17. No refunds, ever

Unless you have a spare few days to waste do not even bother trying.

 

18. Poor compensation

A report by the UK’s Air Transport Users Council has found that the world’s airlines lost more than one million bags in 2007 and more than 42 million pieces of luggage were mishandled worldwide.

Guess who it named as the worst airline for compensation if your bag goes missing or is damaged?

 

19. You are always being flogged stuff

No we don't want your ridiculously overpriced travel insurance, car hire or Ryanair tea-towels. Go away.

 

20. Michael O’Leary himself

Don't tell me you can bear to make him any more smug?

By Laura Whateley

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10. You have to travel at obscene hours.

Not only are you travelling on a Tuesday you also have to be prepared to wake up at 2am to get to the airport two hours ahead of your 6.55am flight.

And beware that you do not get there 1 minute past the check-in closing time (or in some cases 5 mns before)because even if the plane you were planning to catch has not even landed yet and the staff are still standing there, they will not let you in and instead will make you buy another seat for the next day at full price.

 

12. A bottle of water on board costs £3

I know the moral of this story is to buy a drink from WH Smith before you board, but it’s still annoying.

And not possible in a lot of the smaller airports where Ryanair flies from as you can not take more than 100 ml unless you have already passed security and most of the smaller airports don't have shops after security.

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Just seen the following on the Times website:

 

1. 1p flights are never 1p

Even if you strike it lucky and find a 1p flight you actually want to take, Ryanair charge you for the pleasure of paying for it. To the tune of £4.75. For each passenger. Each way.

 

Not quite true, my return flight to Germany in April cost 2p return. I opened a Halifax BB account just to get the Electron which is free to use.

 

I know first hand what Ryanair are like, just need to play by the rules, and if you understand them, bargains are possible.

 

Non-refund of unpaid APD still gets my back up.

 

I agree with the rest of it btw.....but just understand the game and don't get caught short! (If avoidable)

 

A hot dog on board is £4.80 I think too! Not that I'd ever avail myself of such tut.

 

I'm travelling to 'Dusseldorf' which of course is an ex RAF airport nowhere near it, which is why I am staying in Weeze to avoid the 25 euro fare to get there. If Ryanair give me any problems on my return flight I'll of course be knackered because they couldn't give a stuff. I'm going with a rucksack within the size perameters and I walk fast enough, and know enough, to realise priority boarding is a waste of time....there is always a seat!

 

It is possible to travel around europe and beyond for the price of a gobstopper.

Edited by Thailand

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And not possible in a lot of the smaller airports where Ryanair flies from as you can not take more than 100 ml unless you have already passed security and most of the smaller airports don't have shops after security.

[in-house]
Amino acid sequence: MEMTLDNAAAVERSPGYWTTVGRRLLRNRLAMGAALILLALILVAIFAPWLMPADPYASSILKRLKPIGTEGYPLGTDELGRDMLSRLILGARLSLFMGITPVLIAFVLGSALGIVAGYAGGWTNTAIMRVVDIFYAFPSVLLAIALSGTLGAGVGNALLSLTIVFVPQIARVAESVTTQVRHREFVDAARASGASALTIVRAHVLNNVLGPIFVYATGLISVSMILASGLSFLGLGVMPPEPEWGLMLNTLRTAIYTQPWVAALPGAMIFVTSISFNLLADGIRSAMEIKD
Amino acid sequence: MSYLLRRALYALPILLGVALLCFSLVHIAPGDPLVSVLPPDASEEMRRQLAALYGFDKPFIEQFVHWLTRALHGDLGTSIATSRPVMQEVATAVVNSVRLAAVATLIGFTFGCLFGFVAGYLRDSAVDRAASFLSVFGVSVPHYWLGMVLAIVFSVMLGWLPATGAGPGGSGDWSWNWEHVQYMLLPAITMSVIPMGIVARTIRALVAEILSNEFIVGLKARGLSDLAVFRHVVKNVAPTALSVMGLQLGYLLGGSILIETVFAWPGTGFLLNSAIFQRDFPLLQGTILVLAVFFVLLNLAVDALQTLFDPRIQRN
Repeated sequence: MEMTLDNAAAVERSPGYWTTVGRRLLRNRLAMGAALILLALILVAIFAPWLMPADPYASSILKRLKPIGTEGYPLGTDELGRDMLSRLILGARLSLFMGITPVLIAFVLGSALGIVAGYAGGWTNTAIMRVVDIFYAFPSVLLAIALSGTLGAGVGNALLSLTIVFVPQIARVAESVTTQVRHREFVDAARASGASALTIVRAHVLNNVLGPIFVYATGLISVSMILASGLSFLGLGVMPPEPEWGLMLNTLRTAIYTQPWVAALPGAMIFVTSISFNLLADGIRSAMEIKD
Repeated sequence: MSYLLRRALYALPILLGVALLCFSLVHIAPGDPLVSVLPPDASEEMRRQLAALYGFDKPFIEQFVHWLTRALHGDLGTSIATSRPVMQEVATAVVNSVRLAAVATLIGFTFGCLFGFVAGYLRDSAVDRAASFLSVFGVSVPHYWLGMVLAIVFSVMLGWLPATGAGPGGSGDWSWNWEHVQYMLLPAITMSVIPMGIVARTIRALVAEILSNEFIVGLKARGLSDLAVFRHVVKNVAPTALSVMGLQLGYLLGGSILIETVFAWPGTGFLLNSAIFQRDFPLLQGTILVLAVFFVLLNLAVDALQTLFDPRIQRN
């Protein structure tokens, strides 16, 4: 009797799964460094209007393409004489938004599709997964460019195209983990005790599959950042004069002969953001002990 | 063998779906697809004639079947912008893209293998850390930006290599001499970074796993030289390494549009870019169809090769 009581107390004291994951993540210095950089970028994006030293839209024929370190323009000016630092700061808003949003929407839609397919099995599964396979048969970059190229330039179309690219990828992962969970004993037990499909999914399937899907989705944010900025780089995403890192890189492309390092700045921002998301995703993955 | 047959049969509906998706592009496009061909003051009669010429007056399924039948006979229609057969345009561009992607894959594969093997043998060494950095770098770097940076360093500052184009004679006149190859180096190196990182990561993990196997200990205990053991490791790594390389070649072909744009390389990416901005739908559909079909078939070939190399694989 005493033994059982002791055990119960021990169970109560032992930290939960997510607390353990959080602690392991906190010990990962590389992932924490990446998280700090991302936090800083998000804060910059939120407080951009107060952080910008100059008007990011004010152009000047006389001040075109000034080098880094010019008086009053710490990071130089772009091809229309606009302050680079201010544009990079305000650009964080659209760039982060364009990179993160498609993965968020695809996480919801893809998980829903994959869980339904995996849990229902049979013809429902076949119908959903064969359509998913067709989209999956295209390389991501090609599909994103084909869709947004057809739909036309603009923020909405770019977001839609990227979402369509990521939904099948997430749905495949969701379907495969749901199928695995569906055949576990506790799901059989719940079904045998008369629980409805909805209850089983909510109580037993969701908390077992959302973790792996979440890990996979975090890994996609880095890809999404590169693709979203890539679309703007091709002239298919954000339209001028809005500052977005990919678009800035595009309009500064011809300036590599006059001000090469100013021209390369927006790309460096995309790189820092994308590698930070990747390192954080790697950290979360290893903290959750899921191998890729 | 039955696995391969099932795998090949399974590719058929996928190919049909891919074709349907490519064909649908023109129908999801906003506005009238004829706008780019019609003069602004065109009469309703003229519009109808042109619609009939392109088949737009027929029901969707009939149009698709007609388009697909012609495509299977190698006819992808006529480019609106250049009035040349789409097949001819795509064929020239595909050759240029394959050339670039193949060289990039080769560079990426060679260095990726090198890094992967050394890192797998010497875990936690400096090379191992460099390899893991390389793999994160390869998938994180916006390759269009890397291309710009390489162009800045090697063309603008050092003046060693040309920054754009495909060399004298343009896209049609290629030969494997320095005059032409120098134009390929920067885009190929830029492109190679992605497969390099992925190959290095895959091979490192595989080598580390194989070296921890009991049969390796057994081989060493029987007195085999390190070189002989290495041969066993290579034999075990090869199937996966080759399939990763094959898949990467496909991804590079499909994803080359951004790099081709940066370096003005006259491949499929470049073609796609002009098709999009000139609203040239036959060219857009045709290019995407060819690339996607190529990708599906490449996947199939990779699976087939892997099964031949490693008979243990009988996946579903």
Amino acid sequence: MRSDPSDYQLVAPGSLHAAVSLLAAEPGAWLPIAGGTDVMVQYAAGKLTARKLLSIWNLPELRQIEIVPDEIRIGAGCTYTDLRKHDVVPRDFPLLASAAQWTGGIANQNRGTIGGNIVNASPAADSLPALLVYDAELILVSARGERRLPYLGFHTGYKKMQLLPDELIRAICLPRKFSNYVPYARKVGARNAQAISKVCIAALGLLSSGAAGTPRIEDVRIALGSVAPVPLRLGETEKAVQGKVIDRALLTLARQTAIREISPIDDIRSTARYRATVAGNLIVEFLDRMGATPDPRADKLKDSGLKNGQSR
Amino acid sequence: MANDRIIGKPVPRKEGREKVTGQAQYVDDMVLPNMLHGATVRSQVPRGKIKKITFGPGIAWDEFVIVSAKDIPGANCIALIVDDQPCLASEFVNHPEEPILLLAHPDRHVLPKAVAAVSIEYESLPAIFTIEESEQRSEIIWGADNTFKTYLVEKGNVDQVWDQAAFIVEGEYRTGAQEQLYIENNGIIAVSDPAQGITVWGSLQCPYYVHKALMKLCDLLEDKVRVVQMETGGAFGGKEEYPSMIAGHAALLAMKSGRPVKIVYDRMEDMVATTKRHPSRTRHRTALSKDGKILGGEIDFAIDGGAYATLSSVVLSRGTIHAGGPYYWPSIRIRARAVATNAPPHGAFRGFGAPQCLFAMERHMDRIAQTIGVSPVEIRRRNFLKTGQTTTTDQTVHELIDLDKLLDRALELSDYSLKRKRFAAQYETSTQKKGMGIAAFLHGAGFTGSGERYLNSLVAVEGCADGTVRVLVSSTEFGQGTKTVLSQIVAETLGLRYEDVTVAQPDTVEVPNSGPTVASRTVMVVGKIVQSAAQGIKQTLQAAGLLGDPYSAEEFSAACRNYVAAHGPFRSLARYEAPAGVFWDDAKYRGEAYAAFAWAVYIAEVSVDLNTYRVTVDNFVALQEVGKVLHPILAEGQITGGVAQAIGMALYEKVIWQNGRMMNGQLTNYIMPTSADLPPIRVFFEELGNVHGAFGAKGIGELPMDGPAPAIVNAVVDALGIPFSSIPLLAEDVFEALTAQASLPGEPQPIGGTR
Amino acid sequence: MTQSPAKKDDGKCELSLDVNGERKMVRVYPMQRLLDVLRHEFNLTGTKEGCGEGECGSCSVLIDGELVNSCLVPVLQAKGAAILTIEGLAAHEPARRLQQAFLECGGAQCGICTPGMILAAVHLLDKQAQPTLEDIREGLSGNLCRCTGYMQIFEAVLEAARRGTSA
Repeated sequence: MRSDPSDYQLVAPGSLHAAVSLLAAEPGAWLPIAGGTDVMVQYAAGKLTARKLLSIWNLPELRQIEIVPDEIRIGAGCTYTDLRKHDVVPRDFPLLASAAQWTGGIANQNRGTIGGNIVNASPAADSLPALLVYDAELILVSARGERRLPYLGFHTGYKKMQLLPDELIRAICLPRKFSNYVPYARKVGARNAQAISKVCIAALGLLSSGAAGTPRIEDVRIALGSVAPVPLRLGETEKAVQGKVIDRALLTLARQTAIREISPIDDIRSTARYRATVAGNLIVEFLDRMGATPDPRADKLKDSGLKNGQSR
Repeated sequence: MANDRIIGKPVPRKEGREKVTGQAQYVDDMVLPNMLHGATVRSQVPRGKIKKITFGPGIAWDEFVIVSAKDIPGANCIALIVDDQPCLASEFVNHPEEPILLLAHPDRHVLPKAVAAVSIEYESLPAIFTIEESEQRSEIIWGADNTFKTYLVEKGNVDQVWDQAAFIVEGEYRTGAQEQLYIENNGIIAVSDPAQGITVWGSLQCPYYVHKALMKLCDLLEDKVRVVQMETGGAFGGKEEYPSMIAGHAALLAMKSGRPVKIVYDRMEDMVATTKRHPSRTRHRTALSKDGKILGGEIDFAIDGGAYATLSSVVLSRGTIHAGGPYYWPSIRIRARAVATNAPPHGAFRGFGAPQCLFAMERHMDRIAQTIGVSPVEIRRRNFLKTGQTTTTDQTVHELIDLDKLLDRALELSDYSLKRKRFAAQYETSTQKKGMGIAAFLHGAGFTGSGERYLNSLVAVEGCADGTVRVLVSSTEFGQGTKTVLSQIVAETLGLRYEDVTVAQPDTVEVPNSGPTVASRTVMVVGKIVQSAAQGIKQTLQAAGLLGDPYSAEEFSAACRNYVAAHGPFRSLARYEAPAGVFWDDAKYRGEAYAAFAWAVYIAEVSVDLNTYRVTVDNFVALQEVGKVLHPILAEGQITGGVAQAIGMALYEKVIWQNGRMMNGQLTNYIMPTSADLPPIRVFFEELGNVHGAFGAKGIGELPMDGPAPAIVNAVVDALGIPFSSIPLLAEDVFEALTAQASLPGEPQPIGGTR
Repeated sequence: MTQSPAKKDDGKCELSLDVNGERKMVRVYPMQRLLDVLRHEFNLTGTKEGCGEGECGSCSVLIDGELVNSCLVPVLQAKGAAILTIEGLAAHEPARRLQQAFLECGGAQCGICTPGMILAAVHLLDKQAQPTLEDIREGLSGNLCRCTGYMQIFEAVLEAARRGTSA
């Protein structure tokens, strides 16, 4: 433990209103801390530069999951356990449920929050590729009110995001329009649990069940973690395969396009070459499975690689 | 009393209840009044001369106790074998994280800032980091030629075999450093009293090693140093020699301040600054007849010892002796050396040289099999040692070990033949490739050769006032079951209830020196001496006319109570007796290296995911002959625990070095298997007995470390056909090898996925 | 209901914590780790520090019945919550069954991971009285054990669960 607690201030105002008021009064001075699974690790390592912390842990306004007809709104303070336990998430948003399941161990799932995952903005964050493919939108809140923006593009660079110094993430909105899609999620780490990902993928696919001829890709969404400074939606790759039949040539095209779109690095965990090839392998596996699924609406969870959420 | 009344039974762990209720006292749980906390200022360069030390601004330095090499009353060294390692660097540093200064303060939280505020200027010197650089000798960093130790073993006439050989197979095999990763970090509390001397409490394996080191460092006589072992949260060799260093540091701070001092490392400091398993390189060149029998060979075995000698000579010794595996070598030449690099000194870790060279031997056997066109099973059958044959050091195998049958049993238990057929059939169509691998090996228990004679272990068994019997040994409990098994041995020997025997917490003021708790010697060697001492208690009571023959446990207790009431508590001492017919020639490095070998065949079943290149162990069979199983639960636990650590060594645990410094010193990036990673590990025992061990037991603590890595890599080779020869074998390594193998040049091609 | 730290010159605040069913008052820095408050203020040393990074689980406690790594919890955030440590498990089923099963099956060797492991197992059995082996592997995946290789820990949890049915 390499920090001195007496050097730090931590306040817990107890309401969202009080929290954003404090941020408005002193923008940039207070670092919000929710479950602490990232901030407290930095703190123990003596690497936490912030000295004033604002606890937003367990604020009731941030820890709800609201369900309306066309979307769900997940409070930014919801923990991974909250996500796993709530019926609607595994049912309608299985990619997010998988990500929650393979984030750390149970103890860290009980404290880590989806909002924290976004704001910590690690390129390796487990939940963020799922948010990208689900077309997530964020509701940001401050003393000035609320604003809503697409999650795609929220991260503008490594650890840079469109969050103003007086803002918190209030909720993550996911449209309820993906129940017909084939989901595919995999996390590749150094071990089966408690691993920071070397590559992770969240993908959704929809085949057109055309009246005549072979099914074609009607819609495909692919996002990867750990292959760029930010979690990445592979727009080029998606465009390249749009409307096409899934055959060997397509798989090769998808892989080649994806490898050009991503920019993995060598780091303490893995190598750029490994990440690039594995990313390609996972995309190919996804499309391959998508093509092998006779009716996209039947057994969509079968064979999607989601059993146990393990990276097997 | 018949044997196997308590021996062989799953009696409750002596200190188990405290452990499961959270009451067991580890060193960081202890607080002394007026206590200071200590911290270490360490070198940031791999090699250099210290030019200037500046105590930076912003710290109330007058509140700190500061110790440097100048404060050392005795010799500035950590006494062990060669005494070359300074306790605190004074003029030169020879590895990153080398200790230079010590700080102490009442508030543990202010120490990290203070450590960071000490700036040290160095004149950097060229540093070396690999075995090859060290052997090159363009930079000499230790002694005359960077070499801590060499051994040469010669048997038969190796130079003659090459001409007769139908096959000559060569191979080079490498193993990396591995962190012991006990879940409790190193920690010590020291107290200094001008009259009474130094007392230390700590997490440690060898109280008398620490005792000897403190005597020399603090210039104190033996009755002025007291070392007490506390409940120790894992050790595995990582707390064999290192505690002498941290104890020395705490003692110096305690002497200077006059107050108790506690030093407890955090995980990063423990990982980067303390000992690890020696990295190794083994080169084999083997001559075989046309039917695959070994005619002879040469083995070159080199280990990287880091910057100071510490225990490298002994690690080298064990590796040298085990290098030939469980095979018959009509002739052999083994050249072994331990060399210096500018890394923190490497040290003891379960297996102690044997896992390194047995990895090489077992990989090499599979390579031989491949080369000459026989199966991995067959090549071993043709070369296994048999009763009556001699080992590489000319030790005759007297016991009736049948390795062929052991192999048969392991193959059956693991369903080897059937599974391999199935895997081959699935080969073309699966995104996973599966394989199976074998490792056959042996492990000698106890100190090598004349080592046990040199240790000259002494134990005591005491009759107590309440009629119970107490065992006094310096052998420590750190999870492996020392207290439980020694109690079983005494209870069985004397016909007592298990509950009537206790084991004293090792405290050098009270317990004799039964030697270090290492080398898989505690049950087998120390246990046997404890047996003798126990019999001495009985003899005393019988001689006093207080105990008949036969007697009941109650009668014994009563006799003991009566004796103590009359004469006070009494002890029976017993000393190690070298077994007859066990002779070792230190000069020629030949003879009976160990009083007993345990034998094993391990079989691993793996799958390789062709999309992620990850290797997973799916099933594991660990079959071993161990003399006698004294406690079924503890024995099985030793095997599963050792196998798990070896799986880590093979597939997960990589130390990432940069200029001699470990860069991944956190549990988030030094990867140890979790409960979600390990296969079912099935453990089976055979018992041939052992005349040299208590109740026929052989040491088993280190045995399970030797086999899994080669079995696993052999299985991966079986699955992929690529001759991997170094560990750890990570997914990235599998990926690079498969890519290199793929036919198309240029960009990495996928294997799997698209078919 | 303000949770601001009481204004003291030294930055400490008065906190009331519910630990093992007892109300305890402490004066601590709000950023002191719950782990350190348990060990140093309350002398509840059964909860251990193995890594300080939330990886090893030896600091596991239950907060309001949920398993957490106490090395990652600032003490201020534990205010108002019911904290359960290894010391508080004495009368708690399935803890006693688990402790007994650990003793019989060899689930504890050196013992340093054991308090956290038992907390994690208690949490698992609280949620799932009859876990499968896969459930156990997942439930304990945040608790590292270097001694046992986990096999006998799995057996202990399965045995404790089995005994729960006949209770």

Unrelated, but anyone travelling through Europe with duty free should remember that they will be stripped of it if passing through a EU airport on an indirect flight!

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Frankly there is no reason to fly with Whineair.

 

Just don't go with them. Once their pocket is hurt they may just imporve. But I doubt it.

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Yes, there is a reason. 2p...didn't you see? :D

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Best to stick to the rules and stop moaning.

We flew Ryan Air only a few weeks back Leeds to Girona return.

No problems at all planes on time and clean, very supprised after hearing all the negative reports.

As for traveling at obscene hours our flights were 3.05pm out and 1.20pm back.

Id fly with them again with no problem at all compaired to some budget airlines they arnt all that bad.

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Best to stick to the rules and stop moaning.

We flew Ryan Air only a few weeks back Leeds to Girona return.

No problems at all planes on time and clean, very supprised after hearing all the negative reports.

As for traveling at obscene hours our flights were 3.05pm out and 1.20pm back.

Id fly with them again with no problem at all compaired to some budget airlines they arnt all that bad.

 

Stop moaning? I'm glad you had a great Ryanair experience (as have I, always [when I've made the flight]) but 'moaning' is too much. It certainly is not, Ryanair have awful policies if things go wrong (which I accept as the norm) just because you didn't does not mean others won't. That sounded like a MSE post if I'm honest.

 

I will defend them to a point, but that's a no go.

 

Tbh, your stating (puposely or otherwise) that people should stop 'moaning' is ill-conceived (If you knew more, you wouldn't have said it)

 

It's a bad choice of word, period. I don't expect miracles from Ryanair, but I agree, they are often fantastic - the only worry I have about stupidly cheap flights is my carbon footprint, it really do.